CAMBIA & IRRI (The International Rice Research Institute) today announced a major joint venture to advance the BiOS Initiative - a new strategy that will galvanize agricultural research focused on poverty alleviation and hunger reduction. The venture is catalyzed by a 2.55M USD grant to CAMBIA from The Ministry of Foreign Affairs of Norway.
The BiOS Initiative – Biological Innovation for Open Society – is often called Open Source Biotechnology. The BiOS model has resonance with the Open Source software movement, famous for such successful efforts as Linux. Open Source software has spurred faster innovation, greater community participation, and new robust business models that break monopolies and foster fair competition. BiOS targets parallel challenges that limit the effective use of modern life sciences in agriculture to only a few multinational corporations.
“New technologies are increasingly tangled in complex webs of patent and other legal rights, and are usually tailored for wealthy countries and well-heeled scientists,” said IRRI’s Director General, Robert Zeigler. “Half the world depends on rice as a staple food – but this also means half the world’s potential innovators could be brought to bear on the challenges of rice production, given the right toolkits – and the rights to use them”.
Climate Impact Research in Hannover: Small Plants against Large Waves
17.08.2018 | Leibniz Universität Hannover
First transcription atlas of all wheat genes expands prospects for research and cultivation
17.08.2018 | Leibniz-Institut für Pflanzengenetik und Kulturpflanzenforschung
New design tool automatically creates nanostructure 3D-print templates for user-given colors
Scientists present work at prestigious SIGGRAPH conference
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Scientists at the University of California, Los Angeles present new research on a curious cosmic phenomenon known as "whistlers" -- very low frequency packets...
Scientists develop first tool to use machine learning methods to compute flow around interactively designable 3D objects. Tool will be presented at this year’s prestigious SIGGRAPH conference.
When engineers or designers want to test the aerodynamic properties of the newly designed shape of a car, airplane, or other object, they would normally model...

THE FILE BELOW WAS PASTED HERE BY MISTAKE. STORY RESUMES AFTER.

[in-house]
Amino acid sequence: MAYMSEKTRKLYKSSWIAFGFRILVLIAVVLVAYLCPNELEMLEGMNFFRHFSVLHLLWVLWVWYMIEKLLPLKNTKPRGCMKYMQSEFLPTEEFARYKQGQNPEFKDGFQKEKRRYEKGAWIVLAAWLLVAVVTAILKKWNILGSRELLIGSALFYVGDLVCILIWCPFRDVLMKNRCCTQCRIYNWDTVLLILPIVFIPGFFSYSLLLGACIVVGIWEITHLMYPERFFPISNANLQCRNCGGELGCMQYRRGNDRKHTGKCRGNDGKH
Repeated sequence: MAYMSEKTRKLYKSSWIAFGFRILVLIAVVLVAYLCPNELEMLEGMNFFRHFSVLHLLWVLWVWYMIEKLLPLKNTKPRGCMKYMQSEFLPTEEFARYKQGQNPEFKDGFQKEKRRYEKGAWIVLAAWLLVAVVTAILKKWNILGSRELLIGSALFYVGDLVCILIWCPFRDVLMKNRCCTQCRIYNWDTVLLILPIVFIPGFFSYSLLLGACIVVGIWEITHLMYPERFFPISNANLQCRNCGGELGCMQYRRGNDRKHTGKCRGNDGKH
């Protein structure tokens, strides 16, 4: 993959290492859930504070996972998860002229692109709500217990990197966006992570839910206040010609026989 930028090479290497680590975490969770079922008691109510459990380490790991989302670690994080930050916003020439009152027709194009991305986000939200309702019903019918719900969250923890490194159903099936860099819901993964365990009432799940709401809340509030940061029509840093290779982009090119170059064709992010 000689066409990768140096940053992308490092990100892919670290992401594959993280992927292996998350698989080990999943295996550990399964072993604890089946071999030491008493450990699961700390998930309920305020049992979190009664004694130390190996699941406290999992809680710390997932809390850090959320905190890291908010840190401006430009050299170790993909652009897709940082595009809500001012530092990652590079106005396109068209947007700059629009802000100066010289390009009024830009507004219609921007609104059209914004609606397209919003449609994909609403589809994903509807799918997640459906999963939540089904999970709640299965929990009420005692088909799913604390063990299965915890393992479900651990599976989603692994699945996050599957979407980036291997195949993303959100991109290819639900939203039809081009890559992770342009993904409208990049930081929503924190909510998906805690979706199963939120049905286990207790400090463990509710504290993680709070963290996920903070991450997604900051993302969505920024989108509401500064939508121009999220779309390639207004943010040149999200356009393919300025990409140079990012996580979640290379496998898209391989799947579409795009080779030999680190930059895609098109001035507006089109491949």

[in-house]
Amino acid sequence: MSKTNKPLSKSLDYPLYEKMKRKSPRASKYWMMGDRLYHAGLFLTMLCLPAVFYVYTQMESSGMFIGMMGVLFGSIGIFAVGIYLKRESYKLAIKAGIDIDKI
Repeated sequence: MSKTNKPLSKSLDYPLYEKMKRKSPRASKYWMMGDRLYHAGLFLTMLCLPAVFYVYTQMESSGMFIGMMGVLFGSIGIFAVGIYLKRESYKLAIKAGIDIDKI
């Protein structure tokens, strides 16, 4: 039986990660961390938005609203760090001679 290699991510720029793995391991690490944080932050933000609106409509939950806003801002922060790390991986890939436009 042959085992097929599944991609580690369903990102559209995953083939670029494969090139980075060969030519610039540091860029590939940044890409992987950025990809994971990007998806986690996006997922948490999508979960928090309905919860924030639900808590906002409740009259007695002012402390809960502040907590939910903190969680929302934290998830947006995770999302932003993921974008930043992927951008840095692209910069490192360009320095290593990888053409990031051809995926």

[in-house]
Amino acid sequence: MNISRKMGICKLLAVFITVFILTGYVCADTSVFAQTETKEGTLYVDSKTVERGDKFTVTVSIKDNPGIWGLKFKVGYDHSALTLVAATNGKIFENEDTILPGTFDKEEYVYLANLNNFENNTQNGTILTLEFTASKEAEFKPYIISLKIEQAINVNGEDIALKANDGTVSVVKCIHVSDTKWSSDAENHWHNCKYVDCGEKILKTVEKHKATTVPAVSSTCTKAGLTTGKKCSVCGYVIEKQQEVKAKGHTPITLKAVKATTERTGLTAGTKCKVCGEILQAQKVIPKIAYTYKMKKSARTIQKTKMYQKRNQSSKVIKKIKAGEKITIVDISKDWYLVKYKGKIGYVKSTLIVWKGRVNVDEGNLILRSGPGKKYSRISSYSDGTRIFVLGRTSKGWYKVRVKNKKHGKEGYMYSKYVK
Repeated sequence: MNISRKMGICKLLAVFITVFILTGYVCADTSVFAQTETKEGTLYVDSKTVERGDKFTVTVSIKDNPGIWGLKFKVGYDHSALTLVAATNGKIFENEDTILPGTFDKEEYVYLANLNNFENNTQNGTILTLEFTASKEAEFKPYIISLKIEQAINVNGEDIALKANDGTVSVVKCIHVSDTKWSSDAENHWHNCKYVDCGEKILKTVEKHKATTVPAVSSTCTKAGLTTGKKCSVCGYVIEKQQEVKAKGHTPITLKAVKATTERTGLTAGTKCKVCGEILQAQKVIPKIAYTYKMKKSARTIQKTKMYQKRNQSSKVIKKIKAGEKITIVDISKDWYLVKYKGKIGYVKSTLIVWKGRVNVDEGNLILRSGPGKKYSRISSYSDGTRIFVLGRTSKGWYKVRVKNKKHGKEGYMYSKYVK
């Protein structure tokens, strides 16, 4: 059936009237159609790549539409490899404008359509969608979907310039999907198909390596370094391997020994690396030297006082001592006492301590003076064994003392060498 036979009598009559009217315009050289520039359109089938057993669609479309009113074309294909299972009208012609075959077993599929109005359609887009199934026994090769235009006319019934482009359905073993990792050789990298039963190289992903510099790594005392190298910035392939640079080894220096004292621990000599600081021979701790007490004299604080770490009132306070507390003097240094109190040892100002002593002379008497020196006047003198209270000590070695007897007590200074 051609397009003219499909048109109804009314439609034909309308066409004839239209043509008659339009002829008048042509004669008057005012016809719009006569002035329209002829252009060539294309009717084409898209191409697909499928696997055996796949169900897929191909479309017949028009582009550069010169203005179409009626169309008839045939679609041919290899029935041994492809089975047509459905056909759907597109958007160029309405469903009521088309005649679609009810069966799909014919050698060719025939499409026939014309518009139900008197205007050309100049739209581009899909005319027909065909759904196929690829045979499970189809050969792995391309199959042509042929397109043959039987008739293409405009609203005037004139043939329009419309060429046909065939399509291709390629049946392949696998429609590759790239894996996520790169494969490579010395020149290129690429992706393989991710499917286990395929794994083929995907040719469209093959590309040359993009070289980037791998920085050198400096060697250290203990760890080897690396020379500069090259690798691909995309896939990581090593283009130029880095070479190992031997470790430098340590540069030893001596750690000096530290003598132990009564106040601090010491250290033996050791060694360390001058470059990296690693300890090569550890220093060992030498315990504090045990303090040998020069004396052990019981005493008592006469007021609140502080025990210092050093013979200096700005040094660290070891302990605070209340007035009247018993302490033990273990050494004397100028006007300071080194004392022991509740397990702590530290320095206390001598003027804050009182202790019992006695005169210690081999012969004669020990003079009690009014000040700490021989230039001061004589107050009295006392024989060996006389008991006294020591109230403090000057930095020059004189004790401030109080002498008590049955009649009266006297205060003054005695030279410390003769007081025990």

Researchers from TU Graz and their industry partners have unveiled a world first: the prototype of a robot-controlled, high-speed combined charging system (CCS) for electric vehicles that enables series charging of cars in various parking positions.
Global demand for electric vehicles is forecast to rise sharply: by 2025, the number of new vehicle registrations is expected to reach 25 million per year....
Proteins must be folded correctly to fulfill their molecular functions in cells. Molecular assistants called chaperones help proteins exploit their inbuilt folding potential and reach the correct three-dimensional structure. Researchers at the Max Planck Institute of Biochemistry (MPIB) have demonstrated that actin, the most abundant protein in higher developed cells, does not have the inbuilt potential to fold and instead requires special assistance to fold into its active state. The chaperone TRiC uses a previously undescribed mechanism to perform actin folding. The study was recently published in the journal Cell.
Actin is the most abundant protein in highly developed cells and has diverse functions in processes like cell stabilization, cell division and muscle...
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17.08.2018 | Physics and Astronomy
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17.08.2018 | Life Sciences